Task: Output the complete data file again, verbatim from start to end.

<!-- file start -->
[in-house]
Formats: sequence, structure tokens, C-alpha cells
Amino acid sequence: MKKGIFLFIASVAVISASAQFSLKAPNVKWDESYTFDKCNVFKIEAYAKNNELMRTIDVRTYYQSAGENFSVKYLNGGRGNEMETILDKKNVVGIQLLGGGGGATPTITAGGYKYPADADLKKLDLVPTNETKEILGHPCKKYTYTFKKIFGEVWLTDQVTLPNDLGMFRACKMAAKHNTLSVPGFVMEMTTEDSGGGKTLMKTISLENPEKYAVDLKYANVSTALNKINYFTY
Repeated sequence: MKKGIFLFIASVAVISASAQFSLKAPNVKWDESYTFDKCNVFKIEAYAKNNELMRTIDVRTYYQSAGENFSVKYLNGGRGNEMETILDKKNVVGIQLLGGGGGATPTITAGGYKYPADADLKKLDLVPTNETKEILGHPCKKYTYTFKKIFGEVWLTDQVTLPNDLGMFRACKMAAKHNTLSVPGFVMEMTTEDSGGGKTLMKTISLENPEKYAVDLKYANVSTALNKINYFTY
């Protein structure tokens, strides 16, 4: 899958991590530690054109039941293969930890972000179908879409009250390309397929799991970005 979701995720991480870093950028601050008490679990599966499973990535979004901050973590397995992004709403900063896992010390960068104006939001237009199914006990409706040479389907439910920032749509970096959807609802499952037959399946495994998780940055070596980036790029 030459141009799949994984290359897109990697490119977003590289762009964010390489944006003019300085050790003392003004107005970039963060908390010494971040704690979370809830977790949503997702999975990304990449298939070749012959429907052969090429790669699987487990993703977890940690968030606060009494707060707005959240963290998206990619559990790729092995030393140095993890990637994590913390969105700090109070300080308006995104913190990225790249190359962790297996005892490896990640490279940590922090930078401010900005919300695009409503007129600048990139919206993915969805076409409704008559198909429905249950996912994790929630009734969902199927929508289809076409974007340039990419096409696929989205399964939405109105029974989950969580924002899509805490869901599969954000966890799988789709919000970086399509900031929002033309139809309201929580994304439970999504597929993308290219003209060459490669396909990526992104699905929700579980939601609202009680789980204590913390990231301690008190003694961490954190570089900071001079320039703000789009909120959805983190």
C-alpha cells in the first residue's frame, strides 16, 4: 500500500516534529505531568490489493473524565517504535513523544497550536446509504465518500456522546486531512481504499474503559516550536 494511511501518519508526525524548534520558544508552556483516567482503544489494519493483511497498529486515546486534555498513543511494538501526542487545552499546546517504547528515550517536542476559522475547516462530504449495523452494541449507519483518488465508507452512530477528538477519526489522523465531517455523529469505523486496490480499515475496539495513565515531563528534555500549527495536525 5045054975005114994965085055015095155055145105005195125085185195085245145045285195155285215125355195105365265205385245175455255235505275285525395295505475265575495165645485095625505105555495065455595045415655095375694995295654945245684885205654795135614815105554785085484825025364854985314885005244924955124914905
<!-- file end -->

[in-house]
Formats: sequence, structure tokens, C-alpha cells
Amino acid sequence: MKKGIFLFIASVAVISASAQFSLKAPNVKWDESYTFDKCNVFKIEAYAKNNELMRTIDVRTYYQSAGENFSVKYLNGGRGNEMETILDKKNVVGIQLLGGGGGATPTITAGGYKYPADADLKKLDLVPTNETKEILGHPCKKYTYTFKKIFGEVWLTDQVTLPNDLGMFRACKMAAKHNTLSVPGFVMEMTTEDSGGGKTLMKTISLENPEKYAVDLKYANVSTALNKINYFTY
Repeated sequence: MKKGIFLFIASVAVISASAQFSLKAPNVKWDESYTFDKCNVFKIEAYAKNNELMRTIDVRTYYQSAGENFSVKYLNGGRGNEMETILDKKNVVGIQLLGGGGGATPTITAGGYKYPADADLKKLDLVPTNETKEILGHPCKKYTYTFKKIFGEVWLTDQVTLPNDLGMFRACKMAAKHNTLSVPGFVMEMTTEDSGGGKTLMKTISLENPEKYAVDLKYANVSTALNKINYFTY
């Protein structure tokens, strides 16, 4: 899958991590530690054109039941293969930890972000179908879409009250390309397929799991970005 979701995720991480870093950028601050008490679990599966499973990535979004901050973590397995992004709403900063896992010390960068104006939001237009199914006990409706040479389907439910920032749509970096959807609802499952037959399946495994998780940055070596980036790029 030459141009799949994984290359897109990697490119977003590289762009964010390489944006003019300085050790003392003004107005970039963060908390010494971040704690979370809830977790949503997702999975990304990449298939070749012959429907052969090429790669699987487990993703977890940690968030606060009494707060707005959240963290998206990619559990790729092995030393140095993890990637994590913390969105700090109070300080308006995104913190990225790249190359962790297996005892490896990640490279940590922090930078401010900005919300695009409503007129600048990139919206993915969805076409409704008559198909429905249950996912994790929630009734969902199927929508289809076409974007340039990419096409696929989205399964939405109105029974989950969580924002899509805490869901599969954000966890799988789709919000970086399509900031929002033309139809309201929580994304439970999504597929993308290219003209060459490669396909990526992104699905929700579980939601609202009680789980204590913390990231301690008190003694961490954190570089900071001079320039703000789009909120959805983190």
C-alpha cells in the first residue's frame, strides 16, 4: 500500500516534529505531568490489493473524565517504535513523544497550536446509504465518500456522546486531512481504499474503559516550536 494511511501518519508526525524548534520558544508552556483516567482503544489494519493483511497498529486515546486534555498513543511494538501526542487545552499546546517504547528515550517536542476559522475547516462530504449495523452494541449507519483518488465508507452512530477528538477519526489522523465531517455523529469505523486496490480499515475496539495513565515531563528534555500549527495536525 5045054975005114994965085055015095155055145105005195125085185195085245145045285195155285215125355195105365265205385245175455255235505275285525395295505475265575495165645485095625505105555495065455595045415655095375694995295654945245684885205654795135614815105554785085484825025364854985314885005244924955124914905